Having introduced the first criteria of 4+1 to measure 2.0 I would like to continue this series today with the second part. The essence of the second criteria is the following:
The Future-Arrived´ness describes extreme differences in the structures of distribution of the future. It describes the fact that the future is often already out there but not yet distributed evenly (only some Geeks know it = small peak somewhere)
What does this mean? If we want to evaluate the freshness of a new application popping up on the horizon, we need to ask ourselves, how much people already know about this thing? Especially who knows about this new thing? If our answer is something like: „Wow!“, it seems as if nobody else then me knows about this, whoever I ask, than the knowledge about this new application is not yet widespread available – a sure sign that you belong to the ones who’ve seen it first. You gained a glimpse on the future and this future is far from having arrived everywhere.
Future-arrived’ness is a strong sign for a possible 2.0 impact. Often these unknown applications are just the rising stars of tomorrow and the less people had the chance to evaluate the idea of this new app, the higher the chance that this application will have an impact on the web-culture.
This idea of future-arrived’ness is not very new though. Other industries like e.g. Music- & Fashion-Business have their well known Trendscouts which are just on the road out there to get a glimpse on the next hot beats and dance moves or the latest fresh and unknown fashion style. To evaluate some new application or service we need some trendscout-abilities. At least we need to know some people which we could ask if they know about this new webservice or application we’ve just discovered five minutes ago. The less of your peers know anything about it, the higher the probability of some direct hit for a candidate who has not yet arrived in the future.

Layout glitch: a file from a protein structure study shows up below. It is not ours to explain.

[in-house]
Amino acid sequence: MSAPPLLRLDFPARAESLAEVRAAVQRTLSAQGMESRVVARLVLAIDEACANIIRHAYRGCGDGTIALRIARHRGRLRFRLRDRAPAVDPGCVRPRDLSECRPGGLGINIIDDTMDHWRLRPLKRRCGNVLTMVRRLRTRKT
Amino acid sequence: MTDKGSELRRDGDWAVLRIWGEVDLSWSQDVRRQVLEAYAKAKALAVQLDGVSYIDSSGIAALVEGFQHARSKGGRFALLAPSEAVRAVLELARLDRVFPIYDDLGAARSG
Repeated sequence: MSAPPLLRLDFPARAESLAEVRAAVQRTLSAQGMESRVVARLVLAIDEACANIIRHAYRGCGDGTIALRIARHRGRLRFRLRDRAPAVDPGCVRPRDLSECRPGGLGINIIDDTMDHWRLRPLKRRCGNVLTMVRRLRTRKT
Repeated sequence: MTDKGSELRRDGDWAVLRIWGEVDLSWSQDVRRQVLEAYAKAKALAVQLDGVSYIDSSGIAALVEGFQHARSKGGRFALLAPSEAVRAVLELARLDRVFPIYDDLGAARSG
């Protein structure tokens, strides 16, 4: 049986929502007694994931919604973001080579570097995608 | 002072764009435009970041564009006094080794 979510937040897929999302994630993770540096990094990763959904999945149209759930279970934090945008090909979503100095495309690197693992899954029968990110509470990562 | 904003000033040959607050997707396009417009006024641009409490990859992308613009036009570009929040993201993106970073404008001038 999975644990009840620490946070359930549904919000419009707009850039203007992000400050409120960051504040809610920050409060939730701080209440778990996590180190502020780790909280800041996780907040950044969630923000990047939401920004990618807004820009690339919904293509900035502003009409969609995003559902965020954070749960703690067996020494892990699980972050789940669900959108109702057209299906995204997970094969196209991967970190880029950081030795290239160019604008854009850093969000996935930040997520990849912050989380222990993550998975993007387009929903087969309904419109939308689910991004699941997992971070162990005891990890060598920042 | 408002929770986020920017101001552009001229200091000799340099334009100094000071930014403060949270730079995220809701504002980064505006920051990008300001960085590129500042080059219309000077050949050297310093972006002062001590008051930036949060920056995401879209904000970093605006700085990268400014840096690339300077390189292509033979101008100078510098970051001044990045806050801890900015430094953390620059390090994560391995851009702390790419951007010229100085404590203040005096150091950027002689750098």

Why do I blog this? I just want to continue my series and then I had one day off from work which gave me some time to write this new entry. And it made a lot of fun to me. The criteria takes btw a huge share of a quote which is attributed to William Gibson and which i found to be in the original :“The future is already here – it is just unevenly distributed.“ Perhaps e.g. teensintech.com will become such a new Trendscout who knows…
6 Gedanken zu „Measuring 2.0: Future-Arrived´ness (part 2 of 5)“
Actually, Yahoo has bought del.icio.us as a kind of geekish Trendscout-Community. They use the service to monitor trends and to improve the search results of their search engine. Mining the data from some collaborative bookmarking and social news services (Digg would be another obvious choice) could give you a good quantitative approximation of the FA-value. Throw in a few leading edge bloggers and data from technorati in the data mimx for each area you want to monitor and there you go.
When they bought delicious in December 2005 they sure were in need for some trendscout – or just yahoo.licious. Simply buying a trendscout is one solution. Having bought flickr and delicious yahoo has a vast amount of access on „tagged content“ or one huge function for measuring future-arrived’ness actually. But as far as I know (afaik) google is already experimenting with digg.com-like features.